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Two-thirds of fashion customers don’t trust retailers with personal data

Tom Bottomley
04 July 2019

A new report has revealed that 67% of shoppers do not trust fashion retailers with their personal data.

The report, "Understanding and Influencing the Customer Journey for Fashion", was commissioned by leading law firm Penningtons Manches Cooper and research consultancy Retail Economics. The data was collected through a consumer survey - contacted by Retail Economics - of over 2,000 nationally representative individuals in Q1 of 2019.

More than half (55%) of respondents indicated that, as online product recommendations are typically inappropriate, they do not see the benefits of providing more personal data.

While fashion brands are investing heavily in digital technology to move closer to the goal of achieving personalised experiences for every customer, the research indicated that customers – particularly older ones – have concerns over data security and privacy and are wary about the use of their personal data. Only 4% of customers trust retailers the most when handling their personal data.

More than half of respondents said they would be more loyal to stores that offered a "meaningful in-store experience". Friendly, knowledgeable staff were seen as a key part of this, with almost half saying they did not want to be helped by a robot or to use a touchscreen device for customer service issues. Only 13% were keen on the idea of virtual fitting rooms.

Just over a third of those surveyed said they would not be put off shopping in a clothing store that displayed extended product ranges but only offered delivery of purchases.

While a range of technologies, including robotics and AI (artificial intelligence), are beginning to be used to create personalised recommendations, half of respondents said they would be unwilling to share personal data such as body shape, weight or height to enhance product recommendation accuracy. In fact, there is evidence to suggest that some would be willing to pay more for goods and services to a retailer who didn’t use data to target promotions to them.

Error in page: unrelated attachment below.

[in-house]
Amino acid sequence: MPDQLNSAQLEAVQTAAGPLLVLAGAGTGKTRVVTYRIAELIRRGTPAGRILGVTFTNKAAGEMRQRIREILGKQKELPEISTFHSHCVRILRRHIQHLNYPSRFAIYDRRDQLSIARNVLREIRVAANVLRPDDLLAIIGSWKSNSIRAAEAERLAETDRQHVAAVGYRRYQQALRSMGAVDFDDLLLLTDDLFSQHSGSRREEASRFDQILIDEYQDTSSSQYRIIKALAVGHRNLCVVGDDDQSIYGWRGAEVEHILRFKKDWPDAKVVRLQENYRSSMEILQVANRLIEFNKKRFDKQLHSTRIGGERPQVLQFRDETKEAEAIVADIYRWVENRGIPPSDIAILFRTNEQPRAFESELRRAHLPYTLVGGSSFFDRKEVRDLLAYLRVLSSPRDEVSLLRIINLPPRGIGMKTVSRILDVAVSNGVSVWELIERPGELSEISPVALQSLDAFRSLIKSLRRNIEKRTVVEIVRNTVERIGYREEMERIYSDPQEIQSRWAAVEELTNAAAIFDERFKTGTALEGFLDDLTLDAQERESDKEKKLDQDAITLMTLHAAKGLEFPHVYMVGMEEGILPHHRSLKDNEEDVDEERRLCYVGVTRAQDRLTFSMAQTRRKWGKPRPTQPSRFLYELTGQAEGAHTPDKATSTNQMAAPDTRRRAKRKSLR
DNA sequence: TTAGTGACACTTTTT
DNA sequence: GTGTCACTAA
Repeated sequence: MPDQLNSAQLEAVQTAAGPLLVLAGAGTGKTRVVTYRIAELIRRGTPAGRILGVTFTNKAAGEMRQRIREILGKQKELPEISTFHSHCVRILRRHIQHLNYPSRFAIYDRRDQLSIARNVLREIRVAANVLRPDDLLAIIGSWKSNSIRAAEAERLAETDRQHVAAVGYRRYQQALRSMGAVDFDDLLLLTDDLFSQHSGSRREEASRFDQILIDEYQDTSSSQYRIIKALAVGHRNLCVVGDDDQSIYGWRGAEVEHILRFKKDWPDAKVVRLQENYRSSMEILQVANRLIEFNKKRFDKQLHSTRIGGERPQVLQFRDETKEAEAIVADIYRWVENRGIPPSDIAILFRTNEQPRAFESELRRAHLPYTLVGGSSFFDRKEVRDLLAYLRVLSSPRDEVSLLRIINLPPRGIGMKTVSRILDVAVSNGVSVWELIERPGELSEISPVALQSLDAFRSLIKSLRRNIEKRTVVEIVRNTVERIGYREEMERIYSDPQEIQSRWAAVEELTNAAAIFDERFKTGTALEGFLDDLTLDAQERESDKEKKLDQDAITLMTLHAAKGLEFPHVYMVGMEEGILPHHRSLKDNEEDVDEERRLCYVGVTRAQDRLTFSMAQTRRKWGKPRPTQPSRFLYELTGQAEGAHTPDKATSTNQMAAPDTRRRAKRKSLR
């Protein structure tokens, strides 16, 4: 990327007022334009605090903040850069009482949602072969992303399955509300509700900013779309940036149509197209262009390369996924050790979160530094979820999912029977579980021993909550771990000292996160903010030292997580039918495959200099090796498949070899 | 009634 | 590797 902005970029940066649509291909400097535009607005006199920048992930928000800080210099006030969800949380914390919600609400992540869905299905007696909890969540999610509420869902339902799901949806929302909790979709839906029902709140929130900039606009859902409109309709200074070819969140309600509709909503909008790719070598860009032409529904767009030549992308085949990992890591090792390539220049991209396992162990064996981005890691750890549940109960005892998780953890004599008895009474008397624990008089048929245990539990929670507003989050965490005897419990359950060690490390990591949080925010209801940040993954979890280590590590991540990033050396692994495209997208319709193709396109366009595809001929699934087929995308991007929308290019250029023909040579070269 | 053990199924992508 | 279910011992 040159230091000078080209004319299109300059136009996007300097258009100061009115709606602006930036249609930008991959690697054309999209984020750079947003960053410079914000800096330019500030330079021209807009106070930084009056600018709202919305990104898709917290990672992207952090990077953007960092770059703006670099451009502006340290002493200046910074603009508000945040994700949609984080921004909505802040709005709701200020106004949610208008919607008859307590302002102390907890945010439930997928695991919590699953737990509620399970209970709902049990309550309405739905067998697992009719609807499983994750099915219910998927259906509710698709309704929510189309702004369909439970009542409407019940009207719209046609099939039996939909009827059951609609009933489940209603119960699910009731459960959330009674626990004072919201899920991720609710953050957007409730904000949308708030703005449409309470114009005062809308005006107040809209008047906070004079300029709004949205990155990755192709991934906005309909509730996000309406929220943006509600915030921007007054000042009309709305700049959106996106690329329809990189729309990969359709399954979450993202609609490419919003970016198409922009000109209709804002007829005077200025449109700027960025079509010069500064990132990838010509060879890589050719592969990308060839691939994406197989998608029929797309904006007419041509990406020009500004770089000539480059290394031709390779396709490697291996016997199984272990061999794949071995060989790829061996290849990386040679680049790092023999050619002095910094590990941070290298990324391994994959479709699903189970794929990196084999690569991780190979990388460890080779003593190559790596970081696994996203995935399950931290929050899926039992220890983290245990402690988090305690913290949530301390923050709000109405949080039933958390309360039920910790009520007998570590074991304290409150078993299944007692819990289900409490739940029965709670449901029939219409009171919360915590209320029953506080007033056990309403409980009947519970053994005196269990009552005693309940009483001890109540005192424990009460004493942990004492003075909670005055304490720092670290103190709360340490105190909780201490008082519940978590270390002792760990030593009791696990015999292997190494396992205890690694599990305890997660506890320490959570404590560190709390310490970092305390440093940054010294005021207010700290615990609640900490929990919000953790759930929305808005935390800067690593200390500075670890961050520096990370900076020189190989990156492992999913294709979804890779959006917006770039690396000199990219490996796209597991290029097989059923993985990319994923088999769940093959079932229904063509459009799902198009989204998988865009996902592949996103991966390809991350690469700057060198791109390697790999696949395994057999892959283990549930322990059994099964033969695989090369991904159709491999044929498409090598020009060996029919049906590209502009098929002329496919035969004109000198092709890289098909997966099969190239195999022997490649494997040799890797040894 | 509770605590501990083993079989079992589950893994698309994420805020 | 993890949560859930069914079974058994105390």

Age was also a key factor in responses, with nearly half (49%) of 18-24 year-olds saying the discovery of new products was influenced by recommendations on their smartphone, while just 16% of the 65+ group said the same. Overall, just over 1/3 of survey respondents said they are made aware of new clothing products and ranges through social media and exposure to online influencers.

Penningtons Manches Cooper’s fashion and luxury brands team, which acts for a number of high profile brands including AllSaints and Hudson London, says the next decade is “seminal for the future health and shape of the fashion business”.

Matthew Martin, Penningtons Manches Cooper’s co-head of fashion and luxury brands and corporate partner, comments: ““Our fashion clients are increasingly seeking our guidance on how to adapt their business models to guard against uncertainties, while ensuring they are in a strong position to quickly respond to new opportunities. These findings provide a useful perspective from which to consider how the law is adapting to the changes in commercial practices and vice-versa.

“The insights gained will help us better anticipate legal demands and give us a more rigorous understanding of sustainable business models that will attract future funding.”

The report says that "a rapidly evolving digital landscape of new technologies is influencing the way we research, buy and consume fashion. Brands now routinely communicate directly with customers via social media and rely on sophisticated data analytics to create personalised product services and recommendations."

But there are new regulations surrounding data-handling. Ethics and privacy, combined with growing consumer awareness of the security issues relating to personal data use, present retailers with challenges when it comes to leveraging the full potential of customer data. Dealing with such information responsibly is a growing priority.

It also points to the unrelenting wave of high street closures and several long-established fashion retailers "taking refuge in CVAs". Customers are making fewer purchases at bricks and mortar stores and buying more online, which is having a major impact on brands and retailers.

Retail Economics chief executive, Richard Lim, says: “The pace of technological disruption in retail is not set to slow down, with disruptive technologies forecast to be engrained in the sector over the next five years. The ‘experience economy’ will continue to gain traction as well, as consumers become disenchanted with the abundance of goods they have access to.

“However, the future customer journey is underpinned by data. And if retailers and brands cannot build enough trust to capture sufficient shopper information to personalise, then the deeper engagements that will help retail experiences thrive over the next decade will be undermined.

"Understanding and Influencing the Customer Journey for Fashion" is a series of four reports commissioned to gain a better understanding of customer attitudes to issues including automated services, sharing personal data and the ongoing importance of good in-store experience.


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